Foundation celebrates 50th year at General Assembly
About 4,700 Disciples attended the 2011 General Assembly of the Christian Church (Disciples of Christ) held July 9-13 in Nashville, TN.
The Christian Church Foundation celebrated its 50th anniversary at the General Assembly, thanking the church for seeding its ministries in the 1960s.
Rev. Gary W. Kidwell, in his report Assembly, pledged that the Foundation will always stay on mission as a financial ministry supporting the whole church through planned gifts, permanent funds and prudent investing. The Foundation is now stronger than before because it was able to weather the latest recession.
As part of the report, the following video was presented:
More than 525 people attended the Foundation's 50th anniversary banquet July 12. “As we have been preparing for the Foundation’s 50th birthday, I have been thinking a lot about those early leaders—the Browns, Dr. Fiers, Jim Reed, Spencer Austin, Rolland Sheafor, Theodore Beasley, John Compton, Hannah Younghusband, Ginny Spradlin,” President Kidwell said. “Do you think they had any idea what would become of their dream for a church-wide foundation? I look back and am amazed at how visionary they were.”
Kidwell said a 1962 financial report just had three numbers: Beginning cash of $1,585, less an investment of $987.12, for an ending cash balance of $597.88.
Much has changed as the Foundation no longer counts the pennies behind the decimal points, and assets are approaching half a billion dollars.
“But what is even more striking is how little has changed at the Foundation over the last 50 years,” Kidwell told the audience. “This ministry began with a clear commitment to serve all the ministries of the church, and that commitment remains a core value. Our founders were clear in their responsibility to listen for the needs and visions presented by potential donors, and then striving to make those donors’ needs central to how they did ministry. Thinking first of our donors’ needs and objectives remains central to our identity as a ministry.”
Those early leaders expected the Foundation to achieve great things: to strive for excellence, to carry out work as ministry, to keep a servant’s heart, and to know that — in the middle of our big dreams — God continues to call us forward, Kidwell said.
Retired Vice President James Oglesby was the keynote speaker. He said the Foundation’s keys to success have included integrity, transparency, excellent leadership and quality staff and Board of Directors.
“We are a financial institution so numbers are important,” Oglesby said. “The important numbers for me are how many people did we help? How much income did we produce for ministry? Last year the Foundation distributed more than $7 million. Those dollars can make an impact for good if they are spent wisely.”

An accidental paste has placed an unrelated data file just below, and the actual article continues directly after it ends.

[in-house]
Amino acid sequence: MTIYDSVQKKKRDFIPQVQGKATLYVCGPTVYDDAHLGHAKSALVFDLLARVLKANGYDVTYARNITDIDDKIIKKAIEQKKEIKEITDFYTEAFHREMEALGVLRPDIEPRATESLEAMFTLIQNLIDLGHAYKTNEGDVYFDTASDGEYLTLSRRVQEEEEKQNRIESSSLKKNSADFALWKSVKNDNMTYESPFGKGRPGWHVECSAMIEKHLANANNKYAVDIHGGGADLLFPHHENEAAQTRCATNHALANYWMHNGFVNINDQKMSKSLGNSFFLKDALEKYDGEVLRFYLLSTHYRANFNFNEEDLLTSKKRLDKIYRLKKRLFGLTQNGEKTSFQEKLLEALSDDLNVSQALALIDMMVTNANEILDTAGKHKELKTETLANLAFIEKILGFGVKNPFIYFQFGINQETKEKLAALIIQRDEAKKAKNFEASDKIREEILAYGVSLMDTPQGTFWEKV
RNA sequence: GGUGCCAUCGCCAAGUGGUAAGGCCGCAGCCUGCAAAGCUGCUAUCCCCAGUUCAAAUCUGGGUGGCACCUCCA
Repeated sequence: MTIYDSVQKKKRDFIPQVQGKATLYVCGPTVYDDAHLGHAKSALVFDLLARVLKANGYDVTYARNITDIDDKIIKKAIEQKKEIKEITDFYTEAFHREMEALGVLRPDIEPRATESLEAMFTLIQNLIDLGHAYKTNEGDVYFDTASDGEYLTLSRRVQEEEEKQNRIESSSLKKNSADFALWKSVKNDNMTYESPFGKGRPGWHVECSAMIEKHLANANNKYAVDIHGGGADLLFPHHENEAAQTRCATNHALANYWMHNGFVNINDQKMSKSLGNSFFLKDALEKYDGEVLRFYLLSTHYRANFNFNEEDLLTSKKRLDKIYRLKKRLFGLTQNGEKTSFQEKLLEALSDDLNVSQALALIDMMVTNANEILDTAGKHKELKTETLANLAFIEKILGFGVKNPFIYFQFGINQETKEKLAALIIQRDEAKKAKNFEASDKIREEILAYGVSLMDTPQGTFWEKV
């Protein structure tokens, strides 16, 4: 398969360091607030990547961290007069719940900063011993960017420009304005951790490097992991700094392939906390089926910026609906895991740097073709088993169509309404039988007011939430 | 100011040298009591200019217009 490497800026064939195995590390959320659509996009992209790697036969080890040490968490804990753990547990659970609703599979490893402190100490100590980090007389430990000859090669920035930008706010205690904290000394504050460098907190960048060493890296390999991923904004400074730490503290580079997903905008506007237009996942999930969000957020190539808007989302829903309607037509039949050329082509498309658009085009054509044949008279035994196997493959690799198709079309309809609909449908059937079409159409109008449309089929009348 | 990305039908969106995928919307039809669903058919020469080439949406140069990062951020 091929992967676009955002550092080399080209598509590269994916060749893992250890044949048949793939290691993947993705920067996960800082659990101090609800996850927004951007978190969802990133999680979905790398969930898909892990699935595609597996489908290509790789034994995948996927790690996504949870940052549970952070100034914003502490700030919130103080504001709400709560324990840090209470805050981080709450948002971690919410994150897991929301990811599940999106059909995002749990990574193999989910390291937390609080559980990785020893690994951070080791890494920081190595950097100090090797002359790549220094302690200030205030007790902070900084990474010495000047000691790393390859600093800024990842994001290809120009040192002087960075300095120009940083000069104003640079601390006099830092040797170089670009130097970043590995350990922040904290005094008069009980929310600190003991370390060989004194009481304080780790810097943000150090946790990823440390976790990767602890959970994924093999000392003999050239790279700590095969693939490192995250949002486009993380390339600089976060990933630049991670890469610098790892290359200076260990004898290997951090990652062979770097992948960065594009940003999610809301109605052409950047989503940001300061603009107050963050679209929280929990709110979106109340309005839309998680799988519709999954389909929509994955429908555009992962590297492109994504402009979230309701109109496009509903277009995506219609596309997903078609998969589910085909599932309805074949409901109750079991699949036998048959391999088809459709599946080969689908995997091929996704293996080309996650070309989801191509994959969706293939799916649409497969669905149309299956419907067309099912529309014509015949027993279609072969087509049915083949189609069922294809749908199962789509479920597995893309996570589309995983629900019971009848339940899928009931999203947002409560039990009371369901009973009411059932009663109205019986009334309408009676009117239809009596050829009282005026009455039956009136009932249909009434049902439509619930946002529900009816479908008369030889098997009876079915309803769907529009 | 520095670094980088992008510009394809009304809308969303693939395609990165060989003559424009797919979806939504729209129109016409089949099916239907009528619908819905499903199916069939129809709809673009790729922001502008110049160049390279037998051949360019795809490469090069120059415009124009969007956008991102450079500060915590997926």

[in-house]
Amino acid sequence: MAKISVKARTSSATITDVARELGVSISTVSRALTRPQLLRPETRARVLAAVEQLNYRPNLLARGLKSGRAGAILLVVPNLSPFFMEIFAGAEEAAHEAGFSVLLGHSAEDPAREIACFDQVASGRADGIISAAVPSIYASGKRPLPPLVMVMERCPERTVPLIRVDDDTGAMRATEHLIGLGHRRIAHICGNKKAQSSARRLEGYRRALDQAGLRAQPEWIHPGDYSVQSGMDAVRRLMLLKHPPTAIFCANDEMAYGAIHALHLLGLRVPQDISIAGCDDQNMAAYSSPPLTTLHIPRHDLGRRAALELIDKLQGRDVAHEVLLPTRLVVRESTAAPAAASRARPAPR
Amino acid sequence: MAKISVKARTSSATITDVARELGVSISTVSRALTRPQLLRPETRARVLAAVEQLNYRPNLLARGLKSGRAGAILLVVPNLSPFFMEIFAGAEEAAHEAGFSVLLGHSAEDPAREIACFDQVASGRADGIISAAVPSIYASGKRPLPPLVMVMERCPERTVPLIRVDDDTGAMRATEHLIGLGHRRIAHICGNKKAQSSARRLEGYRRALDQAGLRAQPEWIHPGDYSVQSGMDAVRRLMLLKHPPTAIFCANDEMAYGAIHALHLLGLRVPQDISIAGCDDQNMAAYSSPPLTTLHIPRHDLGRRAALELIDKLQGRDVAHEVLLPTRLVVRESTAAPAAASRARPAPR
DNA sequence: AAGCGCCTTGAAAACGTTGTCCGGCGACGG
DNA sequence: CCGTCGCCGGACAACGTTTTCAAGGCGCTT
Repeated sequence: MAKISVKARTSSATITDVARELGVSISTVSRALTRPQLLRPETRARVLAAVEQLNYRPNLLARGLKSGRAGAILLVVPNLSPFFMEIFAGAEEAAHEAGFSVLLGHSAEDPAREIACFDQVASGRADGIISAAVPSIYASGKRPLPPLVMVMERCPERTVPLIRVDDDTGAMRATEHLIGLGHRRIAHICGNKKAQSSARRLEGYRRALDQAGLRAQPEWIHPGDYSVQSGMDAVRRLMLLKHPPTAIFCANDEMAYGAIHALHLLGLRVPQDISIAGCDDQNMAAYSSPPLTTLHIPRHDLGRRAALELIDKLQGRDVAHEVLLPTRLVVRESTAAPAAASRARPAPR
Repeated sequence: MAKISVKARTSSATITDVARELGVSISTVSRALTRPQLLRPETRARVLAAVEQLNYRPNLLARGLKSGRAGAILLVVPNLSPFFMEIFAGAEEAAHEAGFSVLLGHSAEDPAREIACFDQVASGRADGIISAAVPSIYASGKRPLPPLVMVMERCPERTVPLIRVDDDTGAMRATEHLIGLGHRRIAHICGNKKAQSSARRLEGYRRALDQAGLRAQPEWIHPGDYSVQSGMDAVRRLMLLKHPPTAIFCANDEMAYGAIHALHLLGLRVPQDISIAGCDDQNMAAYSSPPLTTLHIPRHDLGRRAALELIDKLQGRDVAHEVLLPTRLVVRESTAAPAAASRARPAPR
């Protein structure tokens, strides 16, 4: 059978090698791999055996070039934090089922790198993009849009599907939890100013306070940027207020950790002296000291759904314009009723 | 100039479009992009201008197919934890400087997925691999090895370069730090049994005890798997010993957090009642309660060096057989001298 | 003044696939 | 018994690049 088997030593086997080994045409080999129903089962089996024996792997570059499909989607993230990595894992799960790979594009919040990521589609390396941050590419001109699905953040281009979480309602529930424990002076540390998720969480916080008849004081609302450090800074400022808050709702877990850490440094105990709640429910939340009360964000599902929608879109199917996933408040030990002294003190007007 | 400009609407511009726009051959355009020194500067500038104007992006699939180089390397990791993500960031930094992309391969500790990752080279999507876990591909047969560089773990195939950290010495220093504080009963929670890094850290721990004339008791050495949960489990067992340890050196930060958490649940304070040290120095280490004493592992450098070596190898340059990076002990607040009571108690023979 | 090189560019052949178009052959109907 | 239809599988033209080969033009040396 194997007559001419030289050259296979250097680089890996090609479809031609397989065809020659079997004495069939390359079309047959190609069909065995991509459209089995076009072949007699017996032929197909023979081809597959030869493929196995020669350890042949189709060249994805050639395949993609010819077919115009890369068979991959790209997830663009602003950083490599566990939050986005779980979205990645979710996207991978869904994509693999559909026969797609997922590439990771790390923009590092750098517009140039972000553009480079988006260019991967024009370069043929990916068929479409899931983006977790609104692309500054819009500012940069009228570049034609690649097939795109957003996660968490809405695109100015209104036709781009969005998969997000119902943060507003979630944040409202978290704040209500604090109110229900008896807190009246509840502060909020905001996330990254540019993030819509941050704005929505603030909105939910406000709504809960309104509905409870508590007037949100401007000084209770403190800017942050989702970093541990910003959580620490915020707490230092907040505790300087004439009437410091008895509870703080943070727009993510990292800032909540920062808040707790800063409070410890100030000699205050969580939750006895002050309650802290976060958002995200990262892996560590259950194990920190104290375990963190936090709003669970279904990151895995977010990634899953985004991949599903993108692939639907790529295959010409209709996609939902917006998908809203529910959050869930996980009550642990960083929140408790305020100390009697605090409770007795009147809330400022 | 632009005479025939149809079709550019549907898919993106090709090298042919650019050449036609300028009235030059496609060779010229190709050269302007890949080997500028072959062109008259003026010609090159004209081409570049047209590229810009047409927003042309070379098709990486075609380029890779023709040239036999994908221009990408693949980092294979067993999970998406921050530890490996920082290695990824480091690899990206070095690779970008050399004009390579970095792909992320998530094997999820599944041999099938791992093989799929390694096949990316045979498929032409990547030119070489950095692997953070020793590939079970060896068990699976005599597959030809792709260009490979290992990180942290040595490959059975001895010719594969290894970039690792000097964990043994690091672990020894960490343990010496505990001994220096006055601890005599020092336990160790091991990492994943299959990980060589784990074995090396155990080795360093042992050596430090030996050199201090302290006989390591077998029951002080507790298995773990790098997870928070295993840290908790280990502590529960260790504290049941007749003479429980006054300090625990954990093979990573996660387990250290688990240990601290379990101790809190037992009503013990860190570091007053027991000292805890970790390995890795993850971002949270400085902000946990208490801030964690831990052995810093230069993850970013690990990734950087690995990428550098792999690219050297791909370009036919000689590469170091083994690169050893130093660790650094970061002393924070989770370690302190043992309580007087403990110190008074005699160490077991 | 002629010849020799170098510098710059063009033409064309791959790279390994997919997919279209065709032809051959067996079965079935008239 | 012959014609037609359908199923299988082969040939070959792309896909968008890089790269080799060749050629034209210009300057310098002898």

The Foundation is poised to reach $1 billion in assets if four things happen, Oglesby said.
- “We simply must teach generosity of both spirit and resources. If we will teach generosity, then the Foundation can continue to prosper; if not, we won’t. I don’t know a better way to teach than by example and that is what the incarnation of God is about in Jesus Christ.
- “The Foundation will continue to grow if we select presidents who are smart and are good administrators and have integrity and love the church. It has been my privilege to work with all three of our presidents and though they are different, Jim (Reed), and Jim (Johnson) and Gary love this church and put their heart and soul into building the Christian Church Foundation. Rivers do not rise above their source and organizations seldom exceed the vision and work ethic of their leaders.
- “The Foundation will continue to grow if we select board members who will deliberate and make wise financial decisions. These are not bank board members who only watch the bottom line. These are honest to goodness local church people who go to Sunday School and serve on local committees.
- “The Foundation will continue to grow if we select staff who are self starters and are committed to the Church and care about people. They are ministers and they are certified financial planners and they are certified fund raising executives. Some have earned doctorate degrees. They are probably better qualified than development officers in any other denomination.”